Dec 152014
 
via engineering.com

via engineering.com

Scientists have taken an important step towards the possibility of creating synthetic life with the development of a form of artificial evolution in a simple chemistry set without DNA.

A team from the University of Glasgow’s School of Chemistry report in a new paper in the journal Nature Communications today (Monday 8 December) on how they have managed to create an evolving chemical system for the first time. The process uses a robotic ‘aid’ and could be used in the future to ‘evolve’ new chemicals capable of performing specific tasks.

The researchers used a specially-designed open source robot based upon a cheap 3D printer to create and monitor droplets of oil in water-filled Petri dishes in their lab. Each droplet was composed from a slightly different mixture of four chemical compounds.

Droplets of oil move in water like primitive chemical machines, transferring chemical energy to kinetic energy. The researchers’ robot used a video camera to monitor, process and analyse the behaviour of 225 differently-composed droplets, identifying a number of distinct characteristics such as vibration or clustering.

The team picked out three types of droplet behaviour – division, movement and vibration – to focus on in the next stage of the research. They used the robot to deposit populations of droplets of the same composition, then ranked these populations in order of how closely they fit the criteria of behaviour identified by the researchers. The chemical composition of the ‘fittest’ population was then carried over into a second generation of droplets, and the process of robotic selection was begun again.

Over the course of 20 repetitions of the process, the researchers found that the droplets became more stable, mimicking the natural selection of evolution.
The research team was led by Professor Lee Cronin, the University of Glasgow’s Regius Chair of Chemistry.

Professor Cronin said: “This is the first time that an evolvable chemical system has existed outside of biology. Biological evolution has given rise to enormously complex and sophisticated forms of life, and our robot-driven form of evolution could have the potential to do something similar for chemical systems.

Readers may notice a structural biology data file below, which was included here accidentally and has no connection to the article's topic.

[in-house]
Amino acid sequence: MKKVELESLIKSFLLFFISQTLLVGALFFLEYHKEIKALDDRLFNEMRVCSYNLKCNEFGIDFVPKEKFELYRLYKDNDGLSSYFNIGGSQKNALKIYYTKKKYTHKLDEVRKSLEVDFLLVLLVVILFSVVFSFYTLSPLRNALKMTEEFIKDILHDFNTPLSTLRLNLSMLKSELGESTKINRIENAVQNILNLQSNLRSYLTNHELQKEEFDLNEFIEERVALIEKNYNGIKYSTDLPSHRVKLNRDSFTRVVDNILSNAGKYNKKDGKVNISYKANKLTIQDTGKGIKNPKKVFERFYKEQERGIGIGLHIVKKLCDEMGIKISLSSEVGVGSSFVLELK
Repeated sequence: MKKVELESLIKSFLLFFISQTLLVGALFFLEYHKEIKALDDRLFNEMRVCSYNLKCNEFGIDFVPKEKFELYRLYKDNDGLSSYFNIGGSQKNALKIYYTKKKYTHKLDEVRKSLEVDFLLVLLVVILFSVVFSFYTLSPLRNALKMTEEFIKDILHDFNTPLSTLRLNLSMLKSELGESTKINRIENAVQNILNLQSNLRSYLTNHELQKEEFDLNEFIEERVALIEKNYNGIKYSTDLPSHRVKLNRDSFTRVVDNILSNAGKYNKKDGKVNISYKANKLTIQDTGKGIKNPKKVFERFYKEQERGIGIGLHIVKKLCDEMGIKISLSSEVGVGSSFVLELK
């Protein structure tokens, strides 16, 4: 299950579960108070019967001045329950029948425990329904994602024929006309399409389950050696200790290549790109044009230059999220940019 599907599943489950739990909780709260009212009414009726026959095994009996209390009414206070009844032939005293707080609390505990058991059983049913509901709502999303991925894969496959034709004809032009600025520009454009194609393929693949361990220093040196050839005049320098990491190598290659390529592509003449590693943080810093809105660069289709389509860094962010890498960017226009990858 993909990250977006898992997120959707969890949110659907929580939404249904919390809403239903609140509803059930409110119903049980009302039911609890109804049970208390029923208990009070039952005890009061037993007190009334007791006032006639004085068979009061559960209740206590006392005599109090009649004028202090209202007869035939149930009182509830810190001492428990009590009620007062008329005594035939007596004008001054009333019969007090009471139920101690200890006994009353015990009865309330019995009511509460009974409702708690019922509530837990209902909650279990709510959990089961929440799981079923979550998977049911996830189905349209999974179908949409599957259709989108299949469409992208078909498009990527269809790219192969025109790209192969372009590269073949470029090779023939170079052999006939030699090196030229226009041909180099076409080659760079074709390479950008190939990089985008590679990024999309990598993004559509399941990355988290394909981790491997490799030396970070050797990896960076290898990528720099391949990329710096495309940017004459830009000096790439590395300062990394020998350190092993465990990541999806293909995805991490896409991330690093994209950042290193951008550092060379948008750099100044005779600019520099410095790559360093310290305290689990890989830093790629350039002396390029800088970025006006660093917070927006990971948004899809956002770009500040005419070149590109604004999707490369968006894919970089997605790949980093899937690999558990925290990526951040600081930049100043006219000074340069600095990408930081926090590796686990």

“This initial phase of research has shown that the system we’ve designed is capable of facilitating an evolutionary process, so we could in the future create models to perform specific tasks, such as splitting, then seeking out other droplets and fusing with them. We’re also keen to explore in future experiments how the emergence of unexpected features, functions and behaviours might be selected for.

“In recent years, we’ve learned a great deal about the process of biological evolution through computer simulations. However, this research provides the possibility of new ways of looking at the origins of life as well as creating new simple chemical life forms.”

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Dec 022014
 
Microbesoft: The Controversy Over Patenting Synthetic Life - via dailygalaxy.com

via dailygalaxy.com

A breakthrough in synthetic biology has opened the door to a new way of treating incurable illnesses such as cancer and Ebola, and could shed light on the origins of life or even the possibility of extraterrestrial life on other planets.

For the first time, researchers have made synthetic enzymes – the vital ingredients needed for life – from artificial genetic material that does not exist outside the laboratory. The milestone could soon lead to new ways of developing drugs and medical treatments.

The findings are the latest in the field of synthetic biology, which attempts to create new biological molecules and even novel life-forms capable of carrying out a range of important medical and industrial functions, from manufacturing pharmaceuticals to detoxifying polluted land.

“Synthetic biology is delivering some truly amazing advances that promise to change the way we understand and treat disease,” said Professor Patrick Maxwell, chair of the cellular medicine board of the Medical Research Council (MRC), which funded the study.

“The UK excels in this field and this latest advance offers the tantalising prospect of using designer biological parts as a starting point for an entirely new class of therapies and diagnostic tools that are more effective and have a longer shelf-life,” Professor Maxwell said.

The discovery, by scientists at the MRC Laboratory of Molecular Biology in Cambridge, also widens the scope for finding extraterrestrial life-forms on other planets based on completely different biochemistry to that used by life on Earth.

“When we look for life elsewhere, either in the Solar System or on exoplanets beyond, this discovery means that we may have to widen the boundaries of the conditions where we think life may exist,” said Philipp Holliger, who led the MRC research team.

“It expands the chemical range that one can envisage life living in. It would potentially widen the number of exoplanets that one could consider would be hospitable for some form of life,” Dr Holliger said.

Alex Taylor, the lead author of the study, said: “The [discovery] raises the possibility that, if there is life on other planets, it may have sprung up from an entirely different set of molecules, and it widens the possible number of planets that might be able to host life.”

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